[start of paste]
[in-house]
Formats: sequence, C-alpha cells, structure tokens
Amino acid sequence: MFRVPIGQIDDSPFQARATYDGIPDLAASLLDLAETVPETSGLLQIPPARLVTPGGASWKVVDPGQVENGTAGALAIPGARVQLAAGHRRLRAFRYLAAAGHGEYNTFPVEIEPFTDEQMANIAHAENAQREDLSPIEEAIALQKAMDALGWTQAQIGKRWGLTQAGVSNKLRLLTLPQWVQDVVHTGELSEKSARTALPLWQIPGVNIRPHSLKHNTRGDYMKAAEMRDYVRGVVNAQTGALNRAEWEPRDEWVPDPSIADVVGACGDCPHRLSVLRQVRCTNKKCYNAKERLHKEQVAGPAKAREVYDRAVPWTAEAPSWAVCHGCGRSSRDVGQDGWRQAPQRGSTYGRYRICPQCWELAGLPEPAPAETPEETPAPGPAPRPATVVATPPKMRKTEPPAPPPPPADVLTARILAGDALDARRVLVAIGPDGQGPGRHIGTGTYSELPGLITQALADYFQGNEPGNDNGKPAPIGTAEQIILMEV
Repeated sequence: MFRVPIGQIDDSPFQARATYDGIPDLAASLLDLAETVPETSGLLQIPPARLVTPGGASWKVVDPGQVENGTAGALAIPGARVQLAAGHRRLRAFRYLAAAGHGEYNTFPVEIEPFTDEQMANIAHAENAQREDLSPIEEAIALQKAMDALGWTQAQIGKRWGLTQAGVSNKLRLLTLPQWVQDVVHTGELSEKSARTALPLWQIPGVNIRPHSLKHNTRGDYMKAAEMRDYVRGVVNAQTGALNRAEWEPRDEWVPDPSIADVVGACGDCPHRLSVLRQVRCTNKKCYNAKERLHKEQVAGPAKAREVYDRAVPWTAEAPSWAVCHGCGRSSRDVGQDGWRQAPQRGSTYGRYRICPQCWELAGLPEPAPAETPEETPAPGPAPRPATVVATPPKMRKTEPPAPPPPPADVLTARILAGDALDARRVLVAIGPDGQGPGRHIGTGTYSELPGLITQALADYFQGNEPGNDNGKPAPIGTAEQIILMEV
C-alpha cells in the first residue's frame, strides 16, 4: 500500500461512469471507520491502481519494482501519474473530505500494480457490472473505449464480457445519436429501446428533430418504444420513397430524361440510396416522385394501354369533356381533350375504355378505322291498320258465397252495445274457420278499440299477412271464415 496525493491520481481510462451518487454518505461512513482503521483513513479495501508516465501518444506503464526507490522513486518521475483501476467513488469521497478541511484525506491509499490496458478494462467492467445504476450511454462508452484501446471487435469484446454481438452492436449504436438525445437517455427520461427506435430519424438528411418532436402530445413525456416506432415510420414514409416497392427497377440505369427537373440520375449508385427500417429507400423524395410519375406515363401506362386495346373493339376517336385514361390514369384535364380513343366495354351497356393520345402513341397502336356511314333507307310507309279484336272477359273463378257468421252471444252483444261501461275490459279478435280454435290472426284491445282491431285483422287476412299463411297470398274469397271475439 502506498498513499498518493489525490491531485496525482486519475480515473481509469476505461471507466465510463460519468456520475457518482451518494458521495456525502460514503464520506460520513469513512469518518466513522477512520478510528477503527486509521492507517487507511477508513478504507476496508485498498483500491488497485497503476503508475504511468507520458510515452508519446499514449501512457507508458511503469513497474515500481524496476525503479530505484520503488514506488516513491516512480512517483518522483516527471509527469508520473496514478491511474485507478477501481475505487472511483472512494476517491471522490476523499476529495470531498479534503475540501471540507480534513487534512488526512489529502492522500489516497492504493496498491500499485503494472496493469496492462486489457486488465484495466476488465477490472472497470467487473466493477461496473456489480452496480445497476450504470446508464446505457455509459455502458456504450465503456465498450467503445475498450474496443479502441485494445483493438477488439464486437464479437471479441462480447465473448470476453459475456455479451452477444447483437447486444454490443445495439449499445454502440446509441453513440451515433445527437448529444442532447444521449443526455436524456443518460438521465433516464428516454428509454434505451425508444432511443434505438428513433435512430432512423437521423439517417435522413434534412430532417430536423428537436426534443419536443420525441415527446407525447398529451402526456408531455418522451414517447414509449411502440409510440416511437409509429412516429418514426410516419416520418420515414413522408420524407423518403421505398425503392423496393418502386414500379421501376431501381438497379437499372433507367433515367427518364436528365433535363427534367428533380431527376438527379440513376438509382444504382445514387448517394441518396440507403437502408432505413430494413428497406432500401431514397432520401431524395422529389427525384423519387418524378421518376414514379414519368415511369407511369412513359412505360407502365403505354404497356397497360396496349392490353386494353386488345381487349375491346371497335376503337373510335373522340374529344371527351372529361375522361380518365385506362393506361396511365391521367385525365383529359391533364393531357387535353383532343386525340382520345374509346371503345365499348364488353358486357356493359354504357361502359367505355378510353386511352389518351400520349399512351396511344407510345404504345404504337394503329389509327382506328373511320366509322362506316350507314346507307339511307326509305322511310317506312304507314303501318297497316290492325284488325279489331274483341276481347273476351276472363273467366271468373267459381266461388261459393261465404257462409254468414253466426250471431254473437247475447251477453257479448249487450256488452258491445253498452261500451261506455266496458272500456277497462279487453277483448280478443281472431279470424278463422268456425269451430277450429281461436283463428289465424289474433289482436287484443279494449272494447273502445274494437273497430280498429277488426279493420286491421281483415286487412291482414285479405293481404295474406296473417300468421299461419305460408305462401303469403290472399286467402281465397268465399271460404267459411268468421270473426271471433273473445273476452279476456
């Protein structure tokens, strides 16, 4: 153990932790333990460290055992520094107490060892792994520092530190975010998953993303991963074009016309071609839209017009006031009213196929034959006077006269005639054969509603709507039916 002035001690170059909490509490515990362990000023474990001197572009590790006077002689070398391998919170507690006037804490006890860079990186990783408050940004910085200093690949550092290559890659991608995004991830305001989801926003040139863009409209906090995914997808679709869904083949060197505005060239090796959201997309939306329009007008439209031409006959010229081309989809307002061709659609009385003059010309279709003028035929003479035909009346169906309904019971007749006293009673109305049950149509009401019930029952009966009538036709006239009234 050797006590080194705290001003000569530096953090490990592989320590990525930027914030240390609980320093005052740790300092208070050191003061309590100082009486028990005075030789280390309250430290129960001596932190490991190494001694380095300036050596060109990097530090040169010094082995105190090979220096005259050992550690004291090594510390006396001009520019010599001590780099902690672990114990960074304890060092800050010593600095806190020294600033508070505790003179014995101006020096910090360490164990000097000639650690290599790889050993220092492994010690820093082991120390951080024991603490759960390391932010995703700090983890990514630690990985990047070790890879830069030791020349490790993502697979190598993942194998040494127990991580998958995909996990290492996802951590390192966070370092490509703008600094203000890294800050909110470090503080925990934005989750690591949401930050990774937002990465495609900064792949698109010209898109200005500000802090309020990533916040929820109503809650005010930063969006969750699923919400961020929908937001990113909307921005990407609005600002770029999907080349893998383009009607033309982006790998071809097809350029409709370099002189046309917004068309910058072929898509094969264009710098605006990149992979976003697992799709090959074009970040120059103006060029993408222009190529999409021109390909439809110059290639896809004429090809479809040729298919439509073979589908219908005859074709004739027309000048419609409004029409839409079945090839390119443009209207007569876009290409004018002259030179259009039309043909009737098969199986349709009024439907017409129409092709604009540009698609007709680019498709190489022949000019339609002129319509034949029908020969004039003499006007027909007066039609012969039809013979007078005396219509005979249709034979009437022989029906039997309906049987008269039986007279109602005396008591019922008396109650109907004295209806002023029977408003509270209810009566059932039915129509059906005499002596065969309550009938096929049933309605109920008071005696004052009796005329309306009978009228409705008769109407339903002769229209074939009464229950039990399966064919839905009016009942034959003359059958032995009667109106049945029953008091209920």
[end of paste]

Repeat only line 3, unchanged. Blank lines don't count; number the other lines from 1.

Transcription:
Amino acid sequence: MFRVPIGQIDDSPFQARATYDGIPDLAASLLDLAETVPETSGLLQIPPARLVTPGGASWKVVDPGQVENGTAGALAIPGARVQLAAGHRRLRAFRYLAAAGHGEYNTFPVEIEPFTDEQMANIAHAENAQREDLSPIEEAIALQKAMDALGWTQAQIGKRWGLTQAGVSNKLRLLTLPQWVQDVVHTGELSEKSARTALPLWQIPGVNIRPHSLKHNTRGDYMKAAEMRDYVRGVVNAQTGALNRAEWEPRDEWVPDPSIADVVGACGDCPHRLSVLRQVRCTNKKCYNAKERLHKEQVAGPAKAREVYDRAVPWTAEAPSWAVCHGCGRSSRDVGQDGWRQAPQRGSTYGRYRICPQCWELAGLPEPAPAETPEETPAPGPAPRPATVVATPPKMRKTEPPAPPPPPADVLTARILAGDALDARRVLVAIGPDGQGPGRHIGTGTYSELPGLITQALADYFQGNEPGNDNGKPAPIGTAEQIILMEV